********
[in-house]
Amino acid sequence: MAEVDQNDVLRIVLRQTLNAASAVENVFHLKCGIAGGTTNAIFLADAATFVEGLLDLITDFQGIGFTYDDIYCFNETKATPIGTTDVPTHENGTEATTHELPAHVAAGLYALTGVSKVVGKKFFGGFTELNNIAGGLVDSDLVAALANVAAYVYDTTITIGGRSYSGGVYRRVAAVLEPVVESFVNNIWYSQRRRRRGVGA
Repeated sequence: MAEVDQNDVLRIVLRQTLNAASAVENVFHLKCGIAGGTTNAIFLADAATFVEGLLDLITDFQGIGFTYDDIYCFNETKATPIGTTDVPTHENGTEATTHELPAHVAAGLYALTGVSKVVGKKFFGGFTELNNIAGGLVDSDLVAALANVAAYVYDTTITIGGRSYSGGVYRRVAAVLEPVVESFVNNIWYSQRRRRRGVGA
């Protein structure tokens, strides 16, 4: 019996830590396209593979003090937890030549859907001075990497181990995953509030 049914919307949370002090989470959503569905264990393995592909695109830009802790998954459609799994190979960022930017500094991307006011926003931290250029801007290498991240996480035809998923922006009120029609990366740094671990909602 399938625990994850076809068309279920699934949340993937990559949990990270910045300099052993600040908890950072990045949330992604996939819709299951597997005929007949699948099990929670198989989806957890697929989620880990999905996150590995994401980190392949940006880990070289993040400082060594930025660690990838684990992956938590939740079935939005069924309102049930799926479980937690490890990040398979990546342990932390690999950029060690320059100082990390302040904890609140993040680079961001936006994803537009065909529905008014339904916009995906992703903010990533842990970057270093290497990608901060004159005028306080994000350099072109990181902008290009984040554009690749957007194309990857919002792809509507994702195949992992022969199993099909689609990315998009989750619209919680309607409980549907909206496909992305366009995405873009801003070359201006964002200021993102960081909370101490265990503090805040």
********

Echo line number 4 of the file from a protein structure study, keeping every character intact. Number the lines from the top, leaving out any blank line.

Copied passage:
């Protein structure tokens, strides 16, 4: 019996830590396209593979003090937890030549859907001075990497181990995953509030 049914919307949370002090989470959503569905264990393995592909695109830009802790998954459609799994190979960022930017500094991307006011926003931290250029801007290498991240996480035809998923922006009120029609990366740094671990909602 399938625990994850076809068309279920699934949340993937990559949990990270910045300099052993600040908890950072990045949330992604996939819709299951597997005929007949699948099990929670198989989806957890697929989620880990999905996150590995994401980190392949940006880990070289993040400082060594930025660690990838684990992956938590939740079935939005069924309102049930799926479980937690490890990040398979990546342990932390690999950029060690320059100082990390302040904890609140993040680079961001936006994803537009065909529905008014339904916009995906992703903010990533842990970057270093290497990608901060004159005028306080994000350099072109990181902008290009984040554009690749957007194309990857919002792809509507994702195949992992022969199993099909689609990315998009989750619209919680309607409980549907909206496909992305366009995405873009801003070359201006964002200021993102960081909370101490265990503090805040």